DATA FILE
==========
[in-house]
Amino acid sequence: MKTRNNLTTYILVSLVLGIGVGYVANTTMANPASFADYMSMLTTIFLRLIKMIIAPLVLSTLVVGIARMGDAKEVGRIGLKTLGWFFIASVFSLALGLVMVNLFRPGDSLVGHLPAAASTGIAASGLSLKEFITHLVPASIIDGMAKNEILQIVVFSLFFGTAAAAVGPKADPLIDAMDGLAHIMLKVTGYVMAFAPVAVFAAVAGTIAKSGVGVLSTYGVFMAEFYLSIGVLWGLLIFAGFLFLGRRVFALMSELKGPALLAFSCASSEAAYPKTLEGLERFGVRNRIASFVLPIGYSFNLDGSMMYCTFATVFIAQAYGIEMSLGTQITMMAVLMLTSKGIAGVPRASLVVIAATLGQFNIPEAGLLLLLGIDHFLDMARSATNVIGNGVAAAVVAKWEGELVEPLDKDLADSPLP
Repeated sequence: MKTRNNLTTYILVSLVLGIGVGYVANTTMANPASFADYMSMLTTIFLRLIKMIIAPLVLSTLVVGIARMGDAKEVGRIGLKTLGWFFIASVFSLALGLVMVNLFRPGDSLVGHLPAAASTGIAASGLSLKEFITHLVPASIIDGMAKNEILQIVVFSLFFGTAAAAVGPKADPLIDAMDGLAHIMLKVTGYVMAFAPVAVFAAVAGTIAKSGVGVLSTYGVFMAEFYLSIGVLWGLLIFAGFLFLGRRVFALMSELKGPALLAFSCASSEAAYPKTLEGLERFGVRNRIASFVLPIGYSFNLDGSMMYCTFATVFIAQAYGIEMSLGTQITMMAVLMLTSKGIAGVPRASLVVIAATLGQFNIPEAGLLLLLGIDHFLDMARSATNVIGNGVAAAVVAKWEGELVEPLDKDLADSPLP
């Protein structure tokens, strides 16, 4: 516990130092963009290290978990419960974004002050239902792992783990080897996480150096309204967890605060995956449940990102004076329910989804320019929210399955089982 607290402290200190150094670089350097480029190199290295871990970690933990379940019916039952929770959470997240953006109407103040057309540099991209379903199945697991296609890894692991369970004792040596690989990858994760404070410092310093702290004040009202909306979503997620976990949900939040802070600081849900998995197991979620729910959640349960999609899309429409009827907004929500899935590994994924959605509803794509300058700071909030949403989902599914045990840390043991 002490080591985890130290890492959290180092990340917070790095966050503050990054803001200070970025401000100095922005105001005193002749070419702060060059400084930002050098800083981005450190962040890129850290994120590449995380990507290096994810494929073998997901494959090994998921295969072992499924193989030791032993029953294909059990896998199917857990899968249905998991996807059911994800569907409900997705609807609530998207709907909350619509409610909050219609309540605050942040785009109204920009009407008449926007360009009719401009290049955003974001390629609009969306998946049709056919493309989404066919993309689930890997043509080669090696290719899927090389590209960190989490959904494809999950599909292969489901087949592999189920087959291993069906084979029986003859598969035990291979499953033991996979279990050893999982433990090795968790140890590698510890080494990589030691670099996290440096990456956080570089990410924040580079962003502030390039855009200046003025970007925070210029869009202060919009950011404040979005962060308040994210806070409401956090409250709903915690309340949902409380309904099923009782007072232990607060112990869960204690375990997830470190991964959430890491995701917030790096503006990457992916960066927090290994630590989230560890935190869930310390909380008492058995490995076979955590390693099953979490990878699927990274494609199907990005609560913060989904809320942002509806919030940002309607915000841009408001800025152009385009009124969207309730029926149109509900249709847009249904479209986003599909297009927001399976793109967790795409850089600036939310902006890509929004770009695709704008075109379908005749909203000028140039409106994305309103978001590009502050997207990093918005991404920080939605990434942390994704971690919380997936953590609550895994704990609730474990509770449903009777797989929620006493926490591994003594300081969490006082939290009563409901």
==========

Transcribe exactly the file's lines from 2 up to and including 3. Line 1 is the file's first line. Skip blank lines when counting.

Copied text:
Amino acid sequence: MKTRNNLTTYILVSLVLGIGVGYVANTTMANPASFADYMSMLTTIFLRLIKMIIAPLVLSTLVVGIARMGDAKEVGRIGLKTLGWFFIASVFSLALGLVMVNLFRPGDSLVGHLPAAASTGIAASGLSLKEFITHLVPASIIDGMAKNEILQIVVFSLFFGTAAAAVGPKADPLIDAMDGLAHIMLKVTGYVMAFAPVAVFAAVAGTIAKSGVGVLSTYGVFMAEFYLSIGVLWGLLIFAGFLFLGRRVFALMSELKGPALLAFSCASSEAAYPKTLEGLERFGVRNRIASFVLPIGYSFNLDGSMMYCTFATVFIAQAYGIEMSLGTQITMMAVLMLTSKGIAGVPRASLVVIAATLGQFNIPEAGLLLLLGIDHFLDMARSATNVIGNGVAAAVVAKWEGELVEPLDKDLADSPLP
Repeated sequence: MKTRNNLTTYILVSLVLGIGVGYVANTTMANPASFADYMSMLTTIFLRLIKMIIAPLVLSTLVVGIARMGDAKEVGRIGLKTLGWFFIASVFSLALGLVMVNLFRPGDSLVGHLPAAASTGIAASGLSLKEFITHLVPASIIDGMAKNEILQIVVFSLFFGTAAAAVGPKADPLIDAMDGLAHIMLKVTGYVMAFAPVAVFAAVAGTIAKSGVGVLSTYGVFMAEFYLSIGVLWGLLIFAGFLFLGRRVFALMSELKGPALLAFSCASSEAAYPKTLEGLERFGVRNRIASFVLPIGYSFNLDGSMMYCTFATVFIAQAYGIEMSLGTQITMMAVLMLTSKGIAGVPRASLVVIAATLGQFNIPEAGLLLLLGIDHFLDMARSATNVIGNGVAAAVVAKWEGELVEPLDKDLADSPLP